Laparoscopic High Uterosacral Ligament Suspension vs. Laparoscopic Sacral Colpopexy for Pelvic Organ Prolapse: A Case-Control Study.

Laparoscopic sacral colpopexy is the gold standard technique for apical prolapse correction but it is a technically challenging procedure with rare but severe morbidity. Laparoscopic high uterosacral ligament suspension could be a valid technically easier alternative using native tissue.

In the period from 2015 to 2018, 600 women were submitted to laparoscopic sacral colpopexy while 150 to laparoscopic high uterosacral ligament suspension in three Italian urogynecology referral centers. We enrolled women with apical prolapse stage ≥2 alone or multicompartment descensus. To reduce allocation bias, we performed a propensity matched analysis. Women undergoing laparoscopic high uterosacral ligament suspension surgery were matched 1:2 to women undergoing laparoscopic sacral colpopexy. The cumulative proportion of relapse-free women in time was analyzed by the Kaplan-Meier method. The primary objective of this multicenter case-control retrospective study was to compare the recurrence rate while the secondary objectives were to compare feasibility, safety, and efficacy of laparoscopic sacral colpopexy and laparoscopic high uterosacral ligament suspension in surgical treatment of pelvic organ prolapse.

Three hundred and nine women were enrolled (103 laparoscopic high uterosacral ligament suspension; 206 laparoscopic sacral colpopexy). Median operatory time was significantly shorter in the laparoscopic high uterosacral ligament suspension group (P = 0.0001). No statistically significative difference was found in terms of estimated blood loss, admission time, intraoperative, and major early postoperative complications, postoperative pelvic pain, dyspareunia and de novo stress urinary incontinence. Surgical approach was the only independent risk factor for prolapse recurrence (RR = 6.013 [2.965-12.193], P = 0.0001). The objective cure rate was higher in the laparoscopic sacral colpopexy group (93.7 vs. 68%, 193/206 vs. 70/103, P = 0.0001) with a highly reduced risk of recurrence (RR = 5.430 [1.660-17.765]). Median follow up was 22 months.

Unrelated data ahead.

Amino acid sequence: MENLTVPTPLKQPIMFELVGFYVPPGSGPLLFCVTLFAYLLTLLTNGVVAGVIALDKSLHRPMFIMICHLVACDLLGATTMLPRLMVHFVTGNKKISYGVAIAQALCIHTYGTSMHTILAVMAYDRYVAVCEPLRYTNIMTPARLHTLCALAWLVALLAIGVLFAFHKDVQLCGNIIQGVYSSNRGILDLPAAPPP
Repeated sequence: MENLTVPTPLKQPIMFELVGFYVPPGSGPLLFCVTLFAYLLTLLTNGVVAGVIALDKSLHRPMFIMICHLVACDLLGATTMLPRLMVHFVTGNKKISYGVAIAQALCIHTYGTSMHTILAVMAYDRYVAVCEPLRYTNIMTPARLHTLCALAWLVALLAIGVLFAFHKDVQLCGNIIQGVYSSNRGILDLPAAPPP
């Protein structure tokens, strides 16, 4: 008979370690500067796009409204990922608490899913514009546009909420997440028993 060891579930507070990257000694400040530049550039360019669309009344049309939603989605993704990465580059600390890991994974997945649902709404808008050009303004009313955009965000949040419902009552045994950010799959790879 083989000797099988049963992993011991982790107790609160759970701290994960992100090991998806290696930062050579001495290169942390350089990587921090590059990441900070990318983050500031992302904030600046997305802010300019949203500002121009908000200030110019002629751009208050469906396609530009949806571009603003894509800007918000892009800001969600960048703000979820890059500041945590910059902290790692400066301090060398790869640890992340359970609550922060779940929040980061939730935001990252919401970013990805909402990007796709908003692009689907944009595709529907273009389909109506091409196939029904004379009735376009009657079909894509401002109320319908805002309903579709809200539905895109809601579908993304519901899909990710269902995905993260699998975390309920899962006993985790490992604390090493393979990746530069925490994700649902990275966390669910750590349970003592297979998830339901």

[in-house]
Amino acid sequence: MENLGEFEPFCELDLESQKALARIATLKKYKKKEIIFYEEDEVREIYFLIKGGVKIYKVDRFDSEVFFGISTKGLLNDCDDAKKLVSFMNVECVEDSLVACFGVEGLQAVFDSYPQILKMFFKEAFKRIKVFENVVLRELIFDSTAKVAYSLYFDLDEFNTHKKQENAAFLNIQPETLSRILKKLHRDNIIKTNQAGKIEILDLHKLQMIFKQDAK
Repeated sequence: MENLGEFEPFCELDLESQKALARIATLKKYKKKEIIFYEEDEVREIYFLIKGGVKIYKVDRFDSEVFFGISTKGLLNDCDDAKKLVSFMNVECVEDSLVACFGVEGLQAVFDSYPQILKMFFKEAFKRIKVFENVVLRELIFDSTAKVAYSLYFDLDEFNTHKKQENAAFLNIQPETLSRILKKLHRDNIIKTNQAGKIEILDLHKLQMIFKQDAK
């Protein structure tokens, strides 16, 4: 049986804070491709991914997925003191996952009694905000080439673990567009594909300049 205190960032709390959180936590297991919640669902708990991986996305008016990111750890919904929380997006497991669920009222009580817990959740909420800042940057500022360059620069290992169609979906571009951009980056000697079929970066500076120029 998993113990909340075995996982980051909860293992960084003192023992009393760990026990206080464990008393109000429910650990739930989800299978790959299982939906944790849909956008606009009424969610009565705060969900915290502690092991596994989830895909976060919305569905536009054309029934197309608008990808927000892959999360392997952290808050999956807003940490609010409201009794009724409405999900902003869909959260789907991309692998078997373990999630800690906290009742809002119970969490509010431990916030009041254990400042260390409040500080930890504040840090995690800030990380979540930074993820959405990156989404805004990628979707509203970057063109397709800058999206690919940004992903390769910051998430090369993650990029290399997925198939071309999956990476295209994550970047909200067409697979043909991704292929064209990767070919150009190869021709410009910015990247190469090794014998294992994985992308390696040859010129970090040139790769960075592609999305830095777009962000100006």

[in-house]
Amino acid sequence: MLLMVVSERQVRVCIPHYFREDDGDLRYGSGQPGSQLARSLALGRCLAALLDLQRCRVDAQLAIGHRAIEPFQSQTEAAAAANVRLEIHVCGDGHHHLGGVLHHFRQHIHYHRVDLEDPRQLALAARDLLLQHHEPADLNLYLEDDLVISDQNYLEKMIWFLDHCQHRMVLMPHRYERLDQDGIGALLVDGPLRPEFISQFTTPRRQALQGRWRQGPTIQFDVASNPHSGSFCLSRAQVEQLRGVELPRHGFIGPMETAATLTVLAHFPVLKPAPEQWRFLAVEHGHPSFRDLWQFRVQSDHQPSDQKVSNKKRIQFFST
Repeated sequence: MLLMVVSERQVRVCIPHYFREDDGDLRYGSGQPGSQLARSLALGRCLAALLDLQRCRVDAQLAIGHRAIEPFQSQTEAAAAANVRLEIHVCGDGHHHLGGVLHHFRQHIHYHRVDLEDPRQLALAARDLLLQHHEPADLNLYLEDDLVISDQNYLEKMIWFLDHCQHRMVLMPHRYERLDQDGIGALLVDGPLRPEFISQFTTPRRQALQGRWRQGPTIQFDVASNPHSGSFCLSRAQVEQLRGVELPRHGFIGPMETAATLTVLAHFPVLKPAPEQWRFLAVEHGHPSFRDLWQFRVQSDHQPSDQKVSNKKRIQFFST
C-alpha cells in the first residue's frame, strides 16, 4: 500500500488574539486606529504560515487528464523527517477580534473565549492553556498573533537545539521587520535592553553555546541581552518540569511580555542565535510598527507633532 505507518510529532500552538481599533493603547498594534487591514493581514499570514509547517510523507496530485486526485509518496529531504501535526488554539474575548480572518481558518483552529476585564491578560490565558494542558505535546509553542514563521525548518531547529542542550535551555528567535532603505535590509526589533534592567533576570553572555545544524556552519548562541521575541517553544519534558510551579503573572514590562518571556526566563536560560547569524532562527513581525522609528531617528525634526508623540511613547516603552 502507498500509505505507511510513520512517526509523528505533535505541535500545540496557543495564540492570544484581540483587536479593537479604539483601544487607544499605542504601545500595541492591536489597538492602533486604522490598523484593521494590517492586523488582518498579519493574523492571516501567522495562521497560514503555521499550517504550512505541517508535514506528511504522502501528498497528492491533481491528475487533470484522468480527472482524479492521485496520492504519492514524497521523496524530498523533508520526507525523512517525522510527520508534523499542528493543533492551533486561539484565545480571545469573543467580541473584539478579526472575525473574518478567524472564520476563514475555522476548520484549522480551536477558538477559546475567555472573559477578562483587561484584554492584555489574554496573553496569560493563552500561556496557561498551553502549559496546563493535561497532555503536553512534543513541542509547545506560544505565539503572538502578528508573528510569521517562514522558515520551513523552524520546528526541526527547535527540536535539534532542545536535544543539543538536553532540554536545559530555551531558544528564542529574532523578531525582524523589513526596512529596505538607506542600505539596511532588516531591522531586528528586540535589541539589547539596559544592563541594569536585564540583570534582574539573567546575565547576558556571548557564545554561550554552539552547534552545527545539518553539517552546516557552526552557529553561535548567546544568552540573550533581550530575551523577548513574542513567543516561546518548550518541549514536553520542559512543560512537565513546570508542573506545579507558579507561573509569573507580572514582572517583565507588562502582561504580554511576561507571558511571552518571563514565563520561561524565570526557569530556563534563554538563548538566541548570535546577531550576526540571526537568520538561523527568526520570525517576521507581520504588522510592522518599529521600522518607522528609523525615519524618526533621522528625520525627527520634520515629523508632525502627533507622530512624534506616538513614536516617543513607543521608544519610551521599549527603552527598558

Both techniques are safe, feasible, and effective. Laparoscopic sacral colpopexy remains the best choice in treatment of multicompartment and advanced pelvic organ prolapse while laparoscopic high uterosacral ligament suspension could be appropriate for moderate and isolated apical prolapse when laparoscopic sacral colpopexy is not suitable for the patient or to prevent prolapse in women at high risk at the time of the hysterectomy.

Frontiers in medicine. 2022 Mar 04*** epublish ***

Giuseppe Campagna, Lorenzo Vacca, Giovanni Panico, Giuseppe Vizzielli, Daniela Caramazza, Riccardo Zaccoletti, Monia Marturano, Roberta Granese, Martina Arcieri, Stefano Cianci, Giovanni Scambia, Alfredo Ercoli

Department of Woman, Child, and Public Health, Fondazione Policlinico Universitario A. Gemelli Istituto di Ricovero e Cura a Carattere Scientifico (IRCCS), Rome, Italy., Department of Medicinal Area (DAME) Clinic of Obstetrics and Gynecology, Santa Maria della Misericordia Hospital, Azienda Sanitaria Universitaria Friuli Centrale, Udine, Italy., Obstetrics and Gynecology Unit, P. Pederzoli Hospital, Peschiera del Garda, Verona, Italy., Department of Biomedical, Dental, Morphological and Functional Imaging Science, University of Messina, Messina, Italy., Department of Human Pathology in Adult and Childhood "G. Barresi, " University of Messina, Messina, Italy.

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